Meghan McCain, daughter of Sen. John McCain (R-Ariz.), tipped her hat to former Alaska Gov. Sarah Palin (R) on Friday, with an op-ed suggesting President Barack Obama should replace Vice President Joe Biden with Secretary of State Hillary Clinton.
Biden provoked conservative critics this week when he told a crowd at a Virginia campaign rally that GOP presidential candidate Mitt Romney's economic platform would seek to "put y'all back in chains." He later followed up, saying the comment was meant to be a play off a Republican talking point about "unshackling" the private sector, and that attempts to paint it as a racial statement were misinterpreting his message.
The younger McCain hasn't always had the warmest relationship with the Palins, but this idea appeared to be one she could get behind. Earlier this week she called Biden an "idiot," and on Friday she took it to the next logical conclusion.
From her editorial in the Daily Beast:
The actual reality of President Obama ditching Vice President Biden is slim to none, because if President Obama were to join forces with Hillary he would have to share the stage with a fellow Democrat, whose, let’s face it, star shines brighter than his these days. After four years as secretary of state, Hillary seems to be able to do no wrong. Even a Republican like me thinks it’s refreshing and entertaining to see her let loose, as she danced in South Africa. and she played along with her infamous “Texts from Hillary” Internet meme. She’s such a diplomatic badass, she’s one of the few women on the planet who can pull off wearing a scrunchie and still look cool. A recent Gallup Poll showed her favorability ratings at an all-time high 66 percent.
She's right about one thing. The White House isn't biting.
"One place I would not go for advice on vice presidential running mates is Sen. McCain," White House Press Secretary Jay Carney said earlier this week in response to a question about a potential switch.
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The Huntsman Girls
Former Utah Governor Jon Huntsman's three oldest daughters made a name for themselves by tweeting from the campaign trail using the <a href="http://twitter.com/Jon2012girls" target="_hplink">@jon2012girls</a> account in 2012. Liddy, Mary Anne and Abby, all in their mid-twenties, have steadily gained followers since the campaign. Huntsman's daughters have also done a slew of television interviews, and have produced a few campaign videos of their own--most notably, <a href="http://www.youtube.com/watch?v=iOYVB2hc0HA" target="_hplink">a parody</a> of Herman Cain's infamous smoking ad.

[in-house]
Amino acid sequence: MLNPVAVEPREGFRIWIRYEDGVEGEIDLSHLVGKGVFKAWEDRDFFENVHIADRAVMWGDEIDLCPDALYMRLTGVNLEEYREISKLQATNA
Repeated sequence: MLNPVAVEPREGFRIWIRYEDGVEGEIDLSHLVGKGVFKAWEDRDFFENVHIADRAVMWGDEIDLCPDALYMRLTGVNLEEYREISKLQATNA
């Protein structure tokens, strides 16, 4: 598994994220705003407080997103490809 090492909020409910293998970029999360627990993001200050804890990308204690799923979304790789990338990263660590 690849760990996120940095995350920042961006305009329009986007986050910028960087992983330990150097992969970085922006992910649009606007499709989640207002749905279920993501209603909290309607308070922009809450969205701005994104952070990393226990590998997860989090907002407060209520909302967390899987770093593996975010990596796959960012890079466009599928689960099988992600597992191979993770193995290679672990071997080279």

Arizona Senator John McCain's daughter was a staple on the campaign circuit in 2008, often blogging about life on the trail. Meghan, who has been vocal on issues like same-sex marriage and abstinence-only education, hoped to help her father connect with the younger generation of voters. The 27-year-old has since parlayed her campaign season fame into a career as a political commentator. She writes a column for the Daily Beast, released a campaign memoir in 2010 and was recently hired as an MSNBC contributor.
The Romney Brothers
Former Massachusetts Governor Romney's five sons, who were a frequent sight on the campaign trail in 2008, have reemerged to support their father in his latest presidential bid. Oldest son Tagg has been giving interviews and <a href="http://www.huffingtonpost.com/2011/12/13/mitt-romneys-son-tagg-to-woo-young-gop-donors_n_1144965.html" target="_hplink">courting</a> young GOP donors, while middle child Josh meets with voters in Iowa. Craig, Mitt's youngest son, has also made a few appearances with his father.
Sen. Rand Paul (R-Ky.), the son of libertarian Ron Paul, has been active in his father's latest presidential campaign. He often sends e-mails on behalf of the elder Paul, a congressman from Texas, and has made appearances on the trail to stump for his dad.
Former Pennsylvania Senator Rick Santorum's 20-year-old daughter--shown here during her father's unsuccessful re-election bid in 2006-- was a fixture on her dad's failed 2012 presidential run. Currently a student at the University of Dallas, Elizabeth took time off from her studies to meet with voters in Iowa, host events and give radio interviews.
In 2008, GOP Vice Presidential nominee Sarah Palin's family made a splash on the campaign trail. The former Alaska governor's five children--Track, Bristol, Willow, Piper, and Trig--often appeared at campaign events with their mom, even after news broke that teenage Bristol was pregnant.
Beau, Delaware's Attorney General, introduced his soon-to-be-VP dad Joe at the 2008 Democratic National Convention. His speech, which detailed the auto accident that killed his mother and sister, moved some delegates to tears.
Mike Huckabee's daughter, Sarah, took on a bigger role in her father's campaign than the usual routine of stump speeches and photo-ops. She acted as her dad's field director and top campaign adviser, and reportedly played an integral role in her dad's surprising Iowa caucus win.
Cate first started campaigning with her dad, a former Senator from North Carolina, while an undergrad at Princeton in 2004. During his 2008 campaign, she started making campaign stops on her own in key states like New Hampshire. After news of her father's affair broke, her role took a decidedly different turn as she stood by Edwards during his perp walk from a Winston-Salem courthouse.
The Bush Twins
The Bush Twins were notably absent on the trail in 2000, but became more publicly involved in George W. Bush's reelection campaign in 2004. They made appearances on their father's bus tour through swing states, and worked at the campaign's Arlington headquarters.